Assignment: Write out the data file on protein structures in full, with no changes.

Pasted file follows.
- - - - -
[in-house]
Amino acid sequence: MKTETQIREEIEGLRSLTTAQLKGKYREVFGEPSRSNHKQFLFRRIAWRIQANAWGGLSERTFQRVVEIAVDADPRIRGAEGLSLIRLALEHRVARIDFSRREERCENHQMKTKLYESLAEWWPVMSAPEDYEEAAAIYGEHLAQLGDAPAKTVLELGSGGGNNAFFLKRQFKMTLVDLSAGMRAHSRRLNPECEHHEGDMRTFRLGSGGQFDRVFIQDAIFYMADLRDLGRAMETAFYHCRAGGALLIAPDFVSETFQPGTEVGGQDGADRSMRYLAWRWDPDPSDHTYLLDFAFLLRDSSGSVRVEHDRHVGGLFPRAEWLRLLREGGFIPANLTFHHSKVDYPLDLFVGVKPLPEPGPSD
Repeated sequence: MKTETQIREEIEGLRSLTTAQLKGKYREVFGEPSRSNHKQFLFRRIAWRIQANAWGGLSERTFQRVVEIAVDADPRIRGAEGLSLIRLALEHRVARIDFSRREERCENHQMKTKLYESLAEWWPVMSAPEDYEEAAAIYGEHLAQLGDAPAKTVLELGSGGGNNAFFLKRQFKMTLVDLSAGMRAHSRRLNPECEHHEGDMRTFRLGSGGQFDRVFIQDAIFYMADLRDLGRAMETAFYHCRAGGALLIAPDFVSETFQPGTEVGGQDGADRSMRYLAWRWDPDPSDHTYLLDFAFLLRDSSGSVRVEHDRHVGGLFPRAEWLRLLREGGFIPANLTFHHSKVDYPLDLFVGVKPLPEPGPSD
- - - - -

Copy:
[in-house]
Amino acid sequence: MKTETQIREEIEGLRSLTTAQLKGKYREVFGEPSRSNHKQFLFRRIAWRIQANAWGGLSERTFQRVVEIAVDADPRIRGAEGLSLIRLALEHRVARIDFSRREERCENHQMKTKLYESLAEWWPVMSAPEDYEEAAAIYGEHLAQLGDAPAKTVLELGSGGGNNAFFLKRQFKMTLVDLSAGMRAHSRRLNPECEHHEGDMRTFRLGSGGQFDRVFIQDAIFYMADLRDLGRAMETAFYHCRAGGALLIAPDFVSETFQPGTEVGGQDGADRSMRYLAWRWDPDPSDHTYLLDFAFLLRDSSGSVRVEHDRHVGGLFPRAEWLRLLREGGFIPANLTFHHSKVDYPLDLFVGVKPLPEPGPSD
Repeated sequence: MKTETQIREEIEGLRSLTTAQLKGKYREVFGEPSRSNHKQFLFRRIAWRIQANAWGGLSERTFQRVVEIAVDADPRIRGAEGLSLIRLALEHRVARIDFSRREERCENHQMKTKLYESLAEWWPVMSAPEDYEEAAAIYGEHLAQLGDAPAKTVLELGSGGGNNAFFLKRQFKMTLVDLSAGMRAHSRRLNPECEHHEGDMRTFRLGSGGQFDRVFIQDAIFYMADLRDLGRAMETAFYHCRAGGALLIAPDFVSETFQPGTEVGGQDGADRSMRYLAWRWDPDPSDHTYLLDFAFLLRDSSGSVRVEHDRHVGGLFPRAEWLRLLREGGFIPANLTFHHSKVDYPLDLFVGVKPLPEPGPSD